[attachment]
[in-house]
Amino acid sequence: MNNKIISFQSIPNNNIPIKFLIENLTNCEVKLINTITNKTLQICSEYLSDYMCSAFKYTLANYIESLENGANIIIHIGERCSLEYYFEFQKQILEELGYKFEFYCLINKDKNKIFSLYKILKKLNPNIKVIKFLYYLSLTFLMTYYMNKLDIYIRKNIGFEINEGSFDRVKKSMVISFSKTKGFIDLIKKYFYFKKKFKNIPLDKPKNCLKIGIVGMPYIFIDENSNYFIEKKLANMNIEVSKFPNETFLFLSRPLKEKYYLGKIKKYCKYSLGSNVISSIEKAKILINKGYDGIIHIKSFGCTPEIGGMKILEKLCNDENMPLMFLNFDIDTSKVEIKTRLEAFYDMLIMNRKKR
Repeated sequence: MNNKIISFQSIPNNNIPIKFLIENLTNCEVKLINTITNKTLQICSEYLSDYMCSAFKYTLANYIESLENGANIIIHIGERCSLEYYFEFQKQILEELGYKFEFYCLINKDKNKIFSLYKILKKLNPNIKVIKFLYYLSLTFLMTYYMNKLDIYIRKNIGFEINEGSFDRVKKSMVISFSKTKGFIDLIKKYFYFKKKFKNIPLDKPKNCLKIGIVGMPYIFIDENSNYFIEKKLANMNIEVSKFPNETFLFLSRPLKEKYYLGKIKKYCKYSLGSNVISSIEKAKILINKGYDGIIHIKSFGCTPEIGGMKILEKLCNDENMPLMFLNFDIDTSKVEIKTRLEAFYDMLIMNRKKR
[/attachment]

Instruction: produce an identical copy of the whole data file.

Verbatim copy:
[in-house]
Amino acid sequence: MNNKIISFQSIPNNNIPIKFLIENLTNCEVKLINTITNKTLQICSEYLSDYMCSAFKYTLANYIESLENGANIIIHIGERCSLEYYFEFQKQILEELGYKFEFYCLINKDKNKIFSLYKILKKLNPNIKVIKFLYYLSLTFLMTYYMNKLDIYIRKNIGFEINEGSFDRVKKSMVISFSKTKGFIDLIKKYFYFKKKFKNIPLDKPKNCLKIGIVGMPYIFIDENSNYFIEKKLANMNIEVSKFPNETFLFLSRPLKEKYYLGKIKKYCKYSLGSNVISSIEKAKILINKGYDGIIHIKSFGCTPEIGGMKILEKLCNDENMPLMFLNFDIDTSKVEIKTRLEAFYDMLIMNRKKR
Repeated sequence: MNNKIISFQSIPNNNIPIKFLIENLTNCEVKLINTITNKTLQICSEYLSDYMCSAFKYTLANYIESLENGANIIIHIGERCSLEYYFEFQKQILEELGYKFEFYCLINKDKNKIFSLYKILKKLNPNIKVIKFLYYLSLTFLMTYYMNKLDIYIRKNIGFEINEGSFDRVKKSMVISFSKTKGFIDLIKKYFYFKKKFKNIPLDKPKNCLKIGIVGMPYIFIDENSNYFIEKKLANMNIEVSKFPNETFLFLSRPLKEKYYLGKIKKYCKYSLGSNVISSIEKAKILINKGYDGIIHIKSFGCTPEIGGMKILEKLCNDENMPLMFLNFDIDTSKVEIKTRLEAFYDMLIMNRKKR